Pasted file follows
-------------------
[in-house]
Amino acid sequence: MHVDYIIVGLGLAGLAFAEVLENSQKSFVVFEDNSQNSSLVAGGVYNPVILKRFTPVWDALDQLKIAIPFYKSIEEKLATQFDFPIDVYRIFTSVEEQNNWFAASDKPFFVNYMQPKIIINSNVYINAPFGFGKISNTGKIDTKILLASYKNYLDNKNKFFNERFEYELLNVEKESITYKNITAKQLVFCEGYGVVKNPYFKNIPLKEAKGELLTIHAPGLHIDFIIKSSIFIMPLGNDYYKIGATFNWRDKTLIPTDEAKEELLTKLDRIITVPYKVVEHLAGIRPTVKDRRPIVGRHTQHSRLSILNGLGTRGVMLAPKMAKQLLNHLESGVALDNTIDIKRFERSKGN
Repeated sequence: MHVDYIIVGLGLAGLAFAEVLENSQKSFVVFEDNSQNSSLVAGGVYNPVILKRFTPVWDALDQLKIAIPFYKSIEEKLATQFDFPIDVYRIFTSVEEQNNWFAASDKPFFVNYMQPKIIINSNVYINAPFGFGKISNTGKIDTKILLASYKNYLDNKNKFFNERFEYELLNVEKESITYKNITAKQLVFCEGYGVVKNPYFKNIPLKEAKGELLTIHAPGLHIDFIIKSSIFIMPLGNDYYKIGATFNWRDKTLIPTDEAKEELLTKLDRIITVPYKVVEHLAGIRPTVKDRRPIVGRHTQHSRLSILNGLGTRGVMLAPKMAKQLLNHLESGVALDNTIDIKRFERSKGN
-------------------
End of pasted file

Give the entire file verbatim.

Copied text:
[in-house]
Amino acid sequence: MHVDYIIVGLGLAGLAFAEVLENSQKSFVVFEDNSQNSSLVAGGVYNPVILKRFTPVWDALDQLKIAIPFYKSIEEKLATQFDFPIDVYRIFTSVEEQNNWFAASDKPFFVNYMQPKIIINSNVYINAPFGFGKISNTGKIDTKILLASYKNYLDNKNKFFNERFEYELLNVEKESITYKNITAKQLVFCEGYGVVKNPYFKNIPLKEAKGELLTIHAPGLHIDFIIKSSIFIMPLGNDYYKIGATFNWRDKTLIPTDEAKEELLTKLDRIITVPYKVVEHLAGIRPTVKDRRPIVGRHTQHSRLSILNGLGTRGVMLAPKMAKQLLNHLESGVALDNTIDIKRFERSKGN
Repeated sequence: MHVDYIIVGLGLAGLAFAEVLENSQKSFVVFEDNSQNSSLVAGGVYNPVILKRFTPVWDALDQLKIAIPFYKSIEEKLATQFDFPIDVYRIFTSVEEQNNWFAASDKPFFVNYMQPKIIINSNVYINAPFGFGKISNTGKIDTKILLASYKNYLDNKNKFFNERFEYELLNVEKESITYKNITAKQLVFCEGYGVVKNPYFKNIPLKEAKGELLTIHAPGLHIDFIIKSSIFIMPLGNDYYKIGATFNWRDKTLIPTDEAKEELLTKLDRIITVPYKVVEHLAGIRPTVKDRRPIVGRHTQHSRLSILNGLGTRGVMLAPKMAKQLLNHLESGVALDNTIDIKRFERSKGN